But there are potential trip-ups in this approach. Conrad explains. “While these were important facets of the problem, the more important causal links lay elsewhere. In this case, connectedness proved to be itself the result of social changes that had created the conditions under which reading Marx in Vietnam began to make political sense. In the last instance, the influence of Marx could not be reduced to the power of his arguments alone. Rather, aspiring young intellectuals were shaped by the forces and concerns that dominated the times, and the way in which they translated, cited, and highjacked Marx’s texts was structured by these conditions. Connections–reading Marx–were thus primarily an effect of prior social, political, and cultural transformations (and not the source of these transformations).”
Rather than merely investigating the naked fact of connection—however much rich philological and archival work that may involve—Conrad’s stress is that we need to investigate the conditions of possibility as well. The emphasis is on “possibility,” not necessity, too. As Conrad notes later, “not everything moves and not everyone travels.” Alongside our ready-at-hand language of connections, flows, and entanglements has to come a more skeptical vocabulary of blockages, friction, and fractures. This applies both to ideas as well as commodities that did not move around within imperial structures.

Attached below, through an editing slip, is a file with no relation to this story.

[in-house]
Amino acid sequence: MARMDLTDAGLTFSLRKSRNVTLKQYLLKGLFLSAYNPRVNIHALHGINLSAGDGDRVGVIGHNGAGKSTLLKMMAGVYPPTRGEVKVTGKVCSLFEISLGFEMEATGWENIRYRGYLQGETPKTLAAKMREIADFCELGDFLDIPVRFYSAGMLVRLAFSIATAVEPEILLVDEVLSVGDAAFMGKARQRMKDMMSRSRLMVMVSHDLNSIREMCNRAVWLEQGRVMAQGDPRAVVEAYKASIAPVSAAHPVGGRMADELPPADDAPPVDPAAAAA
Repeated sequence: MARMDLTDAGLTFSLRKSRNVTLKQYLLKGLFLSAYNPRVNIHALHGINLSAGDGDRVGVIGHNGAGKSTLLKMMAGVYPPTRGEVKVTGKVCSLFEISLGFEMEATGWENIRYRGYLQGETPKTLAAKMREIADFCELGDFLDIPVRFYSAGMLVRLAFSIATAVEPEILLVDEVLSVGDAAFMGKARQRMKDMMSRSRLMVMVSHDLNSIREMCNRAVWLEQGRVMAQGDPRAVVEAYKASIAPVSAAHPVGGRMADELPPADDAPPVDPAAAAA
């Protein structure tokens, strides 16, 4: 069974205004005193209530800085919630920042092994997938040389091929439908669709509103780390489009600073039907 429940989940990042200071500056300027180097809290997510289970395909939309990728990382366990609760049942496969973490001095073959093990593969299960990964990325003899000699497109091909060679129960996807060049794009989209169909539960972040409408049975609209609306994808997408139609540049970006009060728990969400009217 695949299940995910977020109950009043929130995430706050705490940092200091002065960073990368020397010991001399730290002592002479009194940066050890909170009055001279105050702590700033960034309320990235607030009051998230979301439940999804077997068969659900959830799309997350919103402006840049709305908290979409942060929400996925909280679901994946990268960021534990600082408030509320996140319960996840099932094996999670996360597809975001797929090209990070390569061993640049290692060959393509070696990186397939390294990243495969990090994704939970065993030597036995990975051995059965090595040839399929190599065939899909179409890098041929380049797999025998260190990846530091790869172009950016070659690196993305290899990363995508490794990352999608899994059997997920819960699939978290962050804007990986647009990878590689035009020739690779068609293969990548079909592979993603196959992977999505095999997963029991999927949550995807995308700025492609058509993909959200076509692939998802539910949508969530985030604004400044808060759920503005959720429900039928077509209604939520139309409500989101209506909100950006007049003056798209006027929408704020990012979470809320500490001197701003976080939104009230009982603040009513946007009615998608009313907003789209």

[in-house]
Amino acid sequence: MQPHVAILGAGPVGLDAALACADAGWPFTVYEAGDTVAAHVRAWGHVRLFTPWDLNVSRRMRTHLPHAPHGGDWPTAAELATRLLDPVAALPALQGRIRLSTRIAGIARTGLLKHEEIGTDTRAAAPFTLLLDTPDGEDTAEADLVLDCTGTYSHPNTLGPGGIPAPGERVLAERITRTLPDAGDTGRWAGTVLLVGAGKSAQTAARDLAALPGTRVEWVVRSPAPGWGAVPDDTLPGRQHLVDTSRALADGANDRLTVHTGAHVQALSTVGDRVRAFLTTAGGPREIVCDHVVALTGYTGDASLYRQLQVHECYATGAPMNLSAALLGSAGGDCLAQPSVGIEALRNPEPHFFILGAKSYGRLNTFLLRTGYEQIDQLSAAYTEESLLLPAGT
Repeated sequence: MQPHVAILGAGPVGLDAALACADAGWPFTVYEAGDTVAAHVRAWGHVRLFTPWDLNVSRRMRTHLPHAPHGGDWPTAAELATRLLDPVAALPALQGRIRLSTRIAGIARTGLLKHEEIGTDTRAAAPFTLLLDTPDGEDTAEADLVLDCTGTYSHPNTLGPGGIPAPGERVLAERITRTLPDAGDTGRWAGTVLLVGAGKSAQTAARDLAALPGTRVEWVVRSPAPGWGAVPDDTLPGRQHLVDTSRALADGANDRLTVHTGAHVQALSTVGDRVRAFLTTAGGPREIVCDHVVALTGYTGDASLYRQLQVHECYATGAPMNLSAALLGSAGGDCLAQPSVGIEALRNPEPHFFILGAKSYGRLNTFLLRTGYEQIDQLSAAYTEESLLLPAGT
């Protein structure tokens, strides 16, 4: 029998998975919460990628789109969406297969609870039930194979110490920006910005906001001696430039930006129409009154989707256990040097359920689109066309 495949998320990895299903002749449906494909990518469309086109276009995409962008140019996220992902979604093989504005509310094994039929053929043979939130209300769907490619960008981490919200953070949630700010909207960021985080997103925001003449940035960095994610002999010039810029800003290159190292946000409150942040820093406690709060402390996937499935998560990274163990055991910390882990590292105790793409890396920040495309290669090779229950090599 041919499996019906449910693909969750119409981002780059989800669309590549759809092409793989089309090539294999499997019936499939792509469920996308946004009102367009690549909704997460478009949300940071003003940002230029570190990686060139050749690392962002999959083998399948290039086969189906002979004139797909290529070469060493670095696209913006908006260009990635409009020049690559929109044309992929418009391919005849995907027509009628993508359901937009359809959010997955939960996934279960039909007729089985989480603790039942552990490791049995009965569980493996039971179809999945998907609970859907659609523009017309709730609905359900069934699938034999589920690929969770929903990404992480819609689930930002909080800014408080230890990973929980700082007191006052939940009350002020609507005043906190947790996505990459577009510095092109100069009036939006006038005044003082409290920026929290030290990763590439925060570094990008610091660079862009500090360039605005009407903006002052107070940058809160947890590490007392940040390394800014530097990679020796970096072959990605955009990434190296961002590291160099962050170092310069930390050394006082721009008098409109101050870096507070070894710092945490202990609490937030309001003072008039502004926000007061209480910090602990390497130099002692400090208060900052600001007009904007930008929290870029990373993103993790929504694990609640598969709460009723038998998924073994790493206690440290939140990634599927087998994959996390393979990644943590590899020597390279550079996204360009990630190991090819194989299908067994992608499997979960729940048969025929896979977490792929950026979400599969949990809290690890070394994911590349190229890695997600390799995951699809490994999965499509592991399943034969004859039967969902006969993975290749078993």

Take, for example the peacock flower, a contraceptive and abortifacient used by slave women in Latin America and the Caribbean in the 18th and 19th century. Even as the peacock flower was used by women to abort offspring so that they would not pass into a system of slavery built around the circular motion of African bodies, Caribbean sugar, and European capital, the humble peacock flower stayed put on the islands. Why? Historians, Conrad stresses, need to pay attention to these issues of non-connection and non-integration even as they also note instances of flows.